3 years ago

Mood and anxiety disorders in very preterm/very low–birth weight individuals from 6 to 26 years

Peter Bartmann, Julia Jaekel, Dieter Wolke, Nicole Baumann
Background Very preterm (<32 weeks’ gestational age; VP) or very low–birth weight (<1,500 g; VLBW) birth has been associated with increased risk for anxiety and mood disorders and less partnering in adulthood. The aim was to test whether (a) VP/VLBW are at increased risk of any anxiety or mood disorders from 6 to 26 years compared with term-born individuals; (b) social support from romantic partners is associated with protection from anxiety and mood disorders; and (c) VP/VLBW adults’ lower social support mediates their risk for any anxiety and mood disorders. Methods Data are from a prospective geographically defined longitudinal whole-population study in South Bavaria (Germany). Two hundred VP/VLBW and 197 term individuals were studied from birth to adulthood. Anxiety and mood disorders were assessed at 6, 8, and 26 years with standardized diagnostic interviews and social support via self-report at age 26. Results At age 6, VP/VLBW children were not at increased risk of any anxiety or mood disorder. At age 8, VP/VLBW more often had any anxiety disorder than term comparisons (11.8% vs. 6.6%, OR = 2.10, 95% CI [1.08–4.10]). VP/VLBW adults had an increased risk for any mood (27.5% vs. 18.8%, OR = 1.65 [1.02–2.67]) but not for any anxiety disorder (33.0% vs. 28.4%, OR = 1.27 [0.82–1.96]). None of the significant differences survived correction for multiple testing. Social support was associated with a lower risk of anxiety or mood disorders in both groups (OR = 0.81 [0.68–0.96]) and mediated the association of VP/VLBW birth with any anxiety or any mood disorders at age 26. Conclusions This study does not show a persistently increased risk for any anxiety or mood disorder after VP/VLBW birth. Low social support from a romantic partner mediates the risk for anxiety or mood disorders after VP/VLBW birth.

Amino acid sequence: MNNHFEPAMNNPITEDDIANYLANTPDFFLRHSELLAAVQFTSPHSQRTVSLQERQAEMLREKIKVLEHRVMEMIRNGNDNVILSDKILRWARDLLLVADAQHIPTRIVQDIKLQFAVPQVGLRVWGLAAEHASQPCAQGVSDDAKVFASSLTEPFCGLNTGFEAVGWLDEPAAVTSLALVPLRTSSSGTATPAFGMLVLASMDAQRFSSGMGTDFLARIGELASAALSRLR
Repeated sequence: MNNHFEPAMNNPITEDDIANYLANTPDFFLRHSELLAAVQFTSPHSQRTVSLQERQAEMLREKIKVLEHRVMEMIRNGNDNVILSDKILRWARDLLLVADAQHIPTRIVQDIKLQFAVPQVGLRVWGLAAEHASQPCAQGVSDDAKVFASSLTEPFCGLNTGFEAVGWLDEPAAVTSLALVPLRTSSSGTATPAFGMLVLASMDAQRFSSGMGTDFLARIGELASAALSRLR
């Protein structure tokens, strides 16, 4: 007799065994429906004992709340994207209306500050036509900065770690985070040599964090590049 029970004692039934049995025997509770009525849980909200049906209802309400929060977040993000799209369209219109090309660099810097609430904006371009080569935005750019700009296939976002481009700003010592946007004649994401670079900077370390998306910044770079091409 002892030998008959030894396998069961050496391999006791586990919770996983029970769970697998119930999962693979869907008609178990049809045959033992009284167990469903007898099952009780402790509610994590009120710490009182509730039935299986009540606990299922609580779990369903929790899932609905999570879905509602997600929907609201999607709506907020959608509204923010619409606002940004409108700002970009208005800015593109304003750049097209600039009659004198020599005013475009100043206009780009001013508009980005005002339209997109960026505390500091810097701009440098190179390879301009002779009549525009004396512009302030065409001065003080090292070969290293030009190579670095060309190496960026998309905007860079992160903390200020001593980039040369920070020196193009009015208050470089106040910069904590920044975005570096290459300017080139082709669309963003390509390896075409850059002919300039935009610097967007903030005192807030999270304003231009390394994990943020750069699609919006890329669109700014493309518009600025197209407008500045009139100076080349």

Publisher URL: http://onlinelibrary.wiley.com/resolve/doi

DOI: 10.1111/jcpp.12787

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